David Beckham, Beyoncé, Paris Hilton, Ryan Reynolds. These are just a few of the names you could be among if you too, purchase a Range Rover. After spending a week in the decadent full-size Range Rover V8 Supercharged, I’ve been reassured that even in today’s era of small, fuel-efficient cars there is still a vehicle for those that want to experience power and luxury.
The 2014 Range Rover is a carryover after entering its fourth generation following last year’s complete redesign. Part of that effort saw the shaving of 700 pounds off its heavy frame by utilizing aluminum, rather than steel, unibody construction resulting in a structure that’s 39 percent lighter. New mid-model additions include distinctive LED headlamps that are now standard, and the V8 gets intelligent engine stop/start technology to try and mitigate the pain at the pump.
After 40 years of changes, the current Range Rover still retains that classic boxy shape although there are obvious refinements. Fender vents on previous editions have been replaced by decorative slashes on the front door so the vehicle can wade deeper into water if you’re into that sort of thing. Personalization is also a big feature of the modern Rover with 37 optional paint finishes and 17 interior color themes.
As one would expect, the well laid out interior is plush with leather and sustainable wood veneers covering almost every surface. One observation is that some of the controls are difficult to reach even for a long-limbed individual such as myself, namely the touch-sensitive buttons (that sometimes required multiple presses to activate) on either side of the 8-inch infotainment touchscreen and the window switches perched far atop the door panel near the A pillars. My hands instinctively reached for the armrest that housed the seat memory controls instead.
The add-on Surround Camera System provides a useful view of every side of the car with trailer reverse and hitch guidance, although resolution was on the low side. People sitting in the front benefit from seat massagers, and an optional cooler resides in the centre console in case passengers want to keep some drinks cold on a road trip.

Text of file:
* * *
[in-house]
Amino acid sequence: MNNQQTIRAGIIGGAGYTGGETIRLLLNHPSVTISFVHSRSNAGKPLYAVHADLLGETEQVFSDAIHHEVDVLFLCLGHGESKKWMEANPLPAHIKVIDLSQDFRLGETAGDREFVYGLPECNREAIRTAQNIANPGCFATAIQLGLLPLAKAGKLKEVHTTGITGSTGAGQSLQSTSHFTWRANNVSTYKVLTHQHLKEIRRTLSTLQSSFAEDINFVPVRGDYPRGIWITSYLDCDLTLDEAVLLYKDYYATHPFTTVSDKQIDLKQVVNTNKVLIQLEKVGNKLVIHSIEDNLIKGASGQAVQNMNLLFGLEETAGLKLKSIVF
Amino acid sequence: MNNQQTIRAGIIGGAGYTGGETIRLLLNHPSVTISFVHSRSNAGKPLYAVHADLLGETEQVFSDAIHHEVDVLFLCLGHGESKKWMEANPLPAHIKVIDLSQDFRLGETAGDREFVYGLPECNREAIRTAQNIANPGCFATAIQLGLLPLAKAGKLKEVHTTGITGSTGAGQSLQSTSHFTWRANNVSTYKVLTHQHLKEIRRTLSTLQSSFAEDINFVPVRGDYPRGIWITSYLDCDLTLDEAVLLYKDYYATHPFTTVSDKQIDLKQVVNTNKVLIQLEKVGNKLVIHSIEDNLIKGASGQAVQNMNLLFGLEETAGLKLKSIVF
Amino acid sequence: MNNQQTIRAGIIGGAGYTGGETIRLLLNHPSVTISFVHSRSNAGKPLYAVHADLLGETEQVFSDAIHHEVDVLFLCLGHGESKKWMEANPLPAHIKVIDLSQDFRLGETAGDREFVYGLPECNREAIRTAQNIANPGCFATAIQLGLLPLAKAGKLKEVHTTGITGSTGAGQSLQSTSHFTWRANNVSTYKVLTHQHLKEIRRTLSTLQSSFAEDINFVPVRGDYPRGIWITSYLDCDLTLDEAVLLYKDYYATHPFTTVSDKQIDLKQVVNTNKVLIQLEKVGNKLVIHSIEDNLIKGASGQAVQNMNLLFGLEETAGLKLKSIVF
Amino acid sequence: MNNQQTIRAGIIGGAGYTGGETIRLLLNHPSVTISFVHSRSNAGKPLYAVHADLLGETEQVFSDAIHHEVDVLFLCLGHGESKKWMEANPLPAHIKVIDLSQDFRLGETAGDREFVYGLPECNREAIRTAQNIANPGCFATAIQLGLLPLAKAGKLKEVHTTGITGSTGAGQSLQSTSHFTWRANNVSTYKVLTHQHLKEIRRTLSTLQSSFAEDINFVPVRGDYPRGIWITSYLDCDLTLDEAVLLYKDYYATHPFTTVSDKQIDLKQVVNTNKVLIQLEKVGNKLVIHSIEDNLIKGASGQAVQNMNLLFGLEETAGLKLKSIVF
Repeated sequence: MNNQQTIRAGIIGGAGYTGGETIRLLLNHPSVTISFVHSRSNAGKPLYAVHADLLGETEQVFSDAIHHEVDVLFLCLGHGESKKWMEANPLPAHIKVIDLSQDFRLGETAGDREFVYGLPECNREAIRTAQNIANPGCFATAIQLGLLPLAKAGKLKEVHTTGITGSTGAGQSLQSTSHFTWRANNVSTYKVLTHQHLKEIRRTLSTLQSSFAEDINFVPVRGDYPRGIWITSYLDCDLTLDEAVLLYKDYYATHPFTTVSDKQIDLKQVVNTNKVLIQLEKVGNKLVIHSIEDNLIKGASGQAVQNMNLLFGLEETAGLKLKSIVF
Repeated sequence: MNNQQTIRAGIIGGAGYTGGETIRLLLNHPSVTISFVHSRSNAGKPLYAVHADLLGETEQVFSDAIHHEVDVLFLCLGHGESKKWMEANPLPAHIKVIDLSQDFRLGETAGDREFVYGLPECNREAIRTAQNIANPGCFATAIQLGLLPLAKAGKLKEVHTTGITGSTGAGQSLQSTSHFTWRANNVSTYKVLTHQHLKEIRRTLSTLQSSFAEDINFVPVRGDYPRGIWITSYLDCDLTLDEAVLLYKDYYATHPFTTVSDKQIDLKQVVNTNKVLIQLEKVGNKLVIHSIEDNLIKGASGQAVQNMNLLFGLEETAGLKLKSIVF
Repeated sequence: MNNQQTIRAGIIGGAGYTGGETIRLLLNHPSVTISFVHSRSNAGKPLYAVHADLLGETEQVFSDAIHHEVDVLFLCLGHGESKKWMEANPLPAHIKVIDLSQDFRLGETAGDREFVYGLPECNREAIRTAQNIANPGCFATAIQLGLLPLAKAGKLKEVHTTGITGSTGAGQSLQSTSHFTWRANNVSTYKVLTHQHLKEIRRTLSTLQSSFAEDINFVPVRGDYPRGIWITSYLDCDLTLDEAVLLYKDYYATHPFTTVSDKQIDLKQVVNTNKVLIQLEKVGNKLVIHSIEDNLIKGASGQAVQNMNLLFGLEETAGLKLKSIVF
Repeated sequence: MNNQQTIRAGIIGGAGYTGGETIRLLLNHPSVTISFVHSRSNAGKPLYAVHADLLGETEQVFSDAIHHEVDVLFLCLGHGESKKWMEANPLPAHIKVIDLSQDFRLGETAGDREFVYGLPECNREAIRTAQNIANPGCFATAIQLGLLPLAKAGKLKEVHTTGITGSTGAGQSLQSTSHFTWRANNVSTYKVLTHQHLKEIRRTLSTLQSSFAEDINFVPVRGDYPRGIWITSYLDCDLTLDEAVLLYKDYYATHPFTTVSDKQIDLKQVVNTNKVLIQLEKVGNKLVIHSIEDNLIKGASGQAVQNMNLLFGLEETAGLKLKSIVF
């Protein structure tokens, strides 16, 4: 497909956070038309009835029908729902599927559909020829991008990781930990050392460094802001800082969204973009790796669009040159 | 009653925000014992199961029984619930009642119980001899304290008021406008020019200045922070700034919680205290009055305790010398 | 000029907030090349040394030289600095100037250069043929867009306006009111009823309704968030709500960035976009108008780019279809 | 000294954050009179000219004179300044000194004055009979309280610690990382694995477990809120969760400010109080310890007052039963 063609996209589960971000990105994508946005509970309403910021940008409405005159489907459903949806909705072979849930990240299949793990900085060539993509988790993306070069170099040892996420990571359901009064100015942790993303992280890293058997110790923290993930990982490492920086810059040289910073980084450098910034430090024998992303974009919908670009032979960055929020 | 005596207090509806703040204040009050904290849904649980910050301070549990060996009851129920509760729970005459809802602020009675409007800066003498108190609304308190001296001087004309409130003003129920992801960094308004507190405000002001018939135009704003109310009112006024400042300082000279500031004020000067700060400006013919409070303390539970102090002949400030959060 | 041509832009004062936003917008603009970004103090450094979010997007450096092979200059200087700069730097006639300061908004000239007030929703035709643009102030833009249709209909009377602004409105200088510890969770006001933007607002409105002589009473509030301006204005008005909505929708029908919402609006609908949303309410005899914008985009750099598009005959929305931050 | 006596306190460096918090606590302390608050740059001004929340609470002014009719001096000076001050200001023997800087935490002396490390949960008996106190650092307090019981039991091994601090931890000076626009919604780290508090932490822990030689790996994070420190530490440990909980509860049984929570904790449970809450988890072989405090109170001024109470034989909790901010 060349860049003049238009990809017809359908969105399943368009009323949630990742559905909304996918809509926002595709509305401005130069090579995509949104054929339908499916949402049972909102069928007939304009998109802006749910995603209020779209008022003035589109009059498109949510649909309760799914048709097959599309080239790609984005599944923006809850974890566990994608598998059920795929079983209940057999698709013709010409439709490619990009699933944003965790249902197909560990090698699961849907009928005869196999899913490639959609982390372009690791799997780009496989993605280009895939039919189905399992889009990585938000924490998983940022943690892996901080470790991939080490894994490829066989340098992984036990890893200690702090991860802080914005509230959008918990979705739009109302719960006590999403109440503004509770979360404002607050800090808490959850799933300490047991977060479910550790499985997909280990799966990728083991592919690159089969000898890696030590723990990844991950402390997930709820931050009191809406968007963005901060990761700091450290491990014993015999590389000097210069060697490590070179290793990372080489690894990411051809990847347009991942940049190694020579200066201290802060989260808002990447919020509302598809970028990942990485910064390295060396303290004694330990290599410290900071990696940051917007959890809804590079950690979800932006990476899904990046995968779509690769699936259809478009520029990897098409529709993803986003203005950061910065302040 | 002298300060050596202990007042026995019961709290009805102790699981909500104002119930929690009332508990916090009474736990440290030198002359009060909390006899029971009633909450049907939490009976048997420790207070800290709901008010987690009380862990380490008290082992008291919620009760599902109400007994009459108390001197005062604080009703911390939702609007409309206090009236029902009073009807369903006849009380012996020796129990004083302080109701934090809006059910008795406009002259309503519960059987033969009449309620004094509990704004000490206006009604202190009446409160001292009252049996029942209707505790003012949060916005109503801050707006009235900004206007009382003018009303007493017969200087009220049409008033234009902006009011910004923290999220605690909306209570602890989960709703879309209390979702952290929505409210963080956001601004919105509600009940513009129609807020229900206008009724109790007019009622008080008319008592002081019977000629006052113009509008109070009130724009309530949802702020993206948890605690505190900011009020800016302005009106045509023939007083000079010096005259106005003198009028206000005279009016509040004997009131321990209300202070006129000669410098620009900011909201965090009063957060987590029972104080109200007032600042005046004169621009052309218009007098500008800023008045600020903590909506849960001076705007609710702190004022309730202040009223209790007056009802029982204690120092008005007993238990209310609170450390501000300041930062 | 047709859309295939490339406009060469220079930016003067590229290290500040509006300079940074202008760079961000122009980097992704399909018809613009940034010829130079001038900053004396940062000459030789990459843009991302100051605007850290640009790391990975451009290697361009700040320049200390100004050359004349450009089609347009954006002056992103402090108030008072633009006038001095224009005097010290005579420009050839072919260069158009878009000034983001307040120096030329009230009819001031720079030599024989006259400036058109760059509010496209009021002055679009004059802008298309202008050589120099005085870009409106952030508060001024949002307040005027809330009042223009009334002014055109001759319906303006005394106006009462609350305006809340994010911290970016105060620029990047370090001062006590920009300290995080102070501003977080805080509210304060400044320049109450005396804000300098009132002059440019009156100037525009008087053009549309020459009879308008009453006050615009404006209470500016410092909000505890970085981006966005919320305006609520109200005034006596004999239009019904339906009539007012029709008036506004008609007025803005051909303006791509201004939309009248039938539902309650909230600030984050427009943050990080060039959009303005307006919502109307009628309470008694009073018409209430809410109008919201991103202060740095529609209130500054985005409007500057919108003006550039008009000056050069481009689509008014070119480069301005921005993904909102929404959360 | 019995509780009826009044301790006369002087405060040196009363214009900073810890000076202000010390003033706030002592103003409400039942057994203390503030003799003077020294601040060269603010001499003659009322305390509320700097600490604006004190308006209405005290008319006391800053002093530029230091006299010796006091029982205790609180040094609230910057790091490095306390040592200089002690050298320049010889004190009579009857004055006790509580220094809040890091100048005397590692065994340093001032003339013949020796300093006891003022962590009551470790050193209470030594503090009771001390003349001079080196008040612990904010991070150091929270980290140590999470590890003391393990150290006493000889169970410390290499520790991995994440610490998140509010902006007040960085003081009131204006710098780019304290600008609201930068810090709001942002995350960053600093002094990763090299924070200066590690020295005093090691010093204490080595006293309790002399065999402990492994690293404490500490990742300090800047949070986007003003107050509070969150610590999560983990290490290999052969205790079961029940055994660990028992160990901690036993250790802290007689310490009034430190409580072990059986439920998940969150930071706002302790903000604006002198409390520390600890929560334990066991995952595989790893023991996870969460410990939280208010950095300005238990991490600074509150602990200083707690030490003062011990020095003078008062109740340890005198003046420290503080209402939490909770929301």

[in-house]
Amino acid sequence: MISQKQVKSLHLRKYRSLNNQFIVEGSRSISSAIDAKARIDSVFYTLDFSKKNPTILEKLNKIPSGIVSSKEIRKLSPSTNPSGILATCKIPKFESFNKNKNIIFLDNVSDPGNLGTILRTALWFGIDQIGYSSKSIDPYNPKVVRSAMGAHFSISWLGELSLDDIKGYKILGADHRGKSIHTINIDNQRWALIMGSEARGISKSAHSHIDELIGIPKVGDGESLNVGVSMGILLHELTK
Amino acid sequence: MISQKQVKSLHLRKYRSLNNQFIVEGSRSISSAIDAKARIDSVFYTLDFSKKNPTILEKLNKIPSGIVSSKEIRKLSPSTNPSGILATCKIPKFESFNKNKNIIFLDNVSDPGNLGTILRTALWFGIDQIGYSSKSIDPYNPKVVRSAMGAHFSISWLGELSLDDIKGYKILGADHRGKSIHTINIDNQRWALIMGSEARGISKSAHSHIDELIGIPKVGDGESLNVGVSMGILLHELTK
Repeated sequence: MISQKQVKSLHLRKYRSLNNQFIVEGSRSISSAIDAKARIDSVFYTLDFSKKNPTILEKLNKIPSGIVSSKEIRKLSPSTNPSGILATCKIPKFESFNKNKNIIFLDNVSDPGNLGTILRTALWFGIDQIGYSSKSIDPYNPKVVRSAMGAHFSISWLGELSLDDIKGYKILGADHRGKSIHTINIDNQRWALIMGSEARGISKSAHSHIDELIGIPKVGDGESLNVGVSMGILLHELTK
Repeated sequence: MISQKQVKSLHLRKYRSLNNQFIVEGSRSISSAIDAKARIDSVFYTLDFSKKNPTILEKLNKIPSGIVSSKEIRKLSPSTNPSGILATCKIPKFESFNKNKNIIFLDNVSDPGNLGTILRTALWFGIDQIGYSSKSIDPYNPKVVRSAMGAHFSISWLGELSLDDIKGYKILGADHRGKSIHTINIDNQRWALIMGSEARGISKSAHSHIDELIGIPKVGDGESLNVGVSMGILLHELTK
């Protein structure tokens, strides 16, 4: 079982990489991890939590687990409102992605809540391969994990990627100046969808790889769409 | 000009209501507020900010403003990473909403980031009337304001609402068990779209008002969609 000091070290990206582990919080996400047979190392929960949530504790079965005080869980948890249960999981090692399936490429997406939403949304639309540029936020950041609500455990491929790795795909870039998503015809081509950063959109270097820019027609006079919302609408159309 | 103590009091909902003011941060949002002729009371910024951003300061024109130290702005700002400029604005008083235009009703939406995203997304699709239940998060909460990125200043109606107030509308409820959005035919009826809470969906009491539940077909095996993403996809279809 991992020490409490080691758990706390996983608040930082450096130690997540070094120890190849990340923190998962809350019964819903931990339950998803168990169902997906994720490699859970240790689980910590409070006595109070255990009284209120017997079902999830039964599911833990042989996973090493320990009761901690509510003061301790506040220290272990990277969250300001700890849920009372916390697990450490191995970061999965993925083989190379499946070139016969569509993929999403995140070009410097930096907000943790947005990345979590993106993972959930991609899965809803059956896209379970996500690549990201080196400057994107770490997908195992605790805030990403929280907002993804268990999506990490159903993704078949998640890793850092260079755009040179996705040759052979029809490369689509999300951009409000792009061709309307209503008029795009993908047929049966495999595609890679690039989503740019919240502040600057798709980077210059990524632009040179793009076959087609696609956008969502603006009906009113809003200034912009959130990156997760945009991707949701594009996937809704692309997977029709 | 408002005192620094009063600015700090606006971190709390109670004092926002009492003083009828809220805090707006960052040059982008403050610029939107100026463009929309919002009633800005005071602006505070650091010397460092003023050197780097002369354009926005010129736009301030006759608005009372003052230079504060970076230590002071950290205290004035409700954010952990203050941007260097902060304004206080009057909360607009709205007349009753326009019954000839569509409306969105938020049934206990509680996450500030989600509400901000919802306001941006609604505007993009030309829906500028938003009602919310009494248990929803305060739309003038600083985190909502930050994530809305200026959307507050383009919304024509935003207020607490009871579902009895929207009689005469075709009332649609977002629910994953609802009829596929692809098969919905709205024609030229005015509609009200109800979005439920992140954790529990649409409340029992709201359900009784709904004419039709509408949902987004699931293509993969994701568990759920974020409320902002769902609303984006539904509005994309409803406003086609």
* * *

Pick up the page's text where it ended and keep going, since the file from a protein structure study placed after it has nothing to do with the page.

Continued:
For a big SUV, the Range Rover handles exceptionally well no doubt aided by the earlier mentioned weight loss. The suspension has been reworked with the front and rear subframes also getting the aluminum treatment. Dynamic Response active lean control is standard on the V8 model that reduces body lean during cornering.
Four-wheel air springs allow on-the-fly height adjustment between two settings via a switch underneath the gear lever for maximum ground clearance—up to 11.9 inches—when the situation calls for venturing off the beaten path. Full-time 4WD and a Terrain Response system with five settings: General, Grass/Gravel/Snow, Mud/Ruts, Sand, and Rock Crawl also help with that task.
At its core is a beastly 510-horsepower V8 supercharged engine capable of getting from 0-60 km/h in just over five seconds. Surprisingly quiet even at full throttle, the motor is mated to a ZF eight-speed automatic transmission with steering-wheel-mounted paddle shifters. Shifts are quick, and Transmission Idle Control reduces power when the engine is idling to minimize fuel consumption in stop-and-go traffic. Spending most of my time driving in the city, I managed a combined 15.1 mpg.
The press car was outfitted with the $1,760 Vision Assist Pack that adds Reverse Traffic Detection with Blind Spot Monitor and Closing Vehicle Sensing. Adaptive Cruise Control is also available, as well as Intelligent Emergency Braking that monitors objects in front. This is in addition to the usual suspects such as Dynamic Stability Control, Electronic Traction Control, Hill Start Assist, and others.
The cost for all this? An MSRP of $102,785. Although the price tag is high, purchasing a Range Rover is akin to choosing a bespoke suit, a metaphor the manufacturer actually uses for their range-topping Autobiography models. And hey, no one said exclusivity comes cheap.
Base MSRP: $102,785
Engine: 5.0-L V8 supercharged
Horsepower: 510 @ 6,000-6,500 rpm
Torque (lb-ft): 461 @ 2,500-5,500 rpm
Gearbox: ZF eight-speed automatic with CommandShift
Layout: four-wheel drive
Fuel economy: 15.1 mpg combined (observed)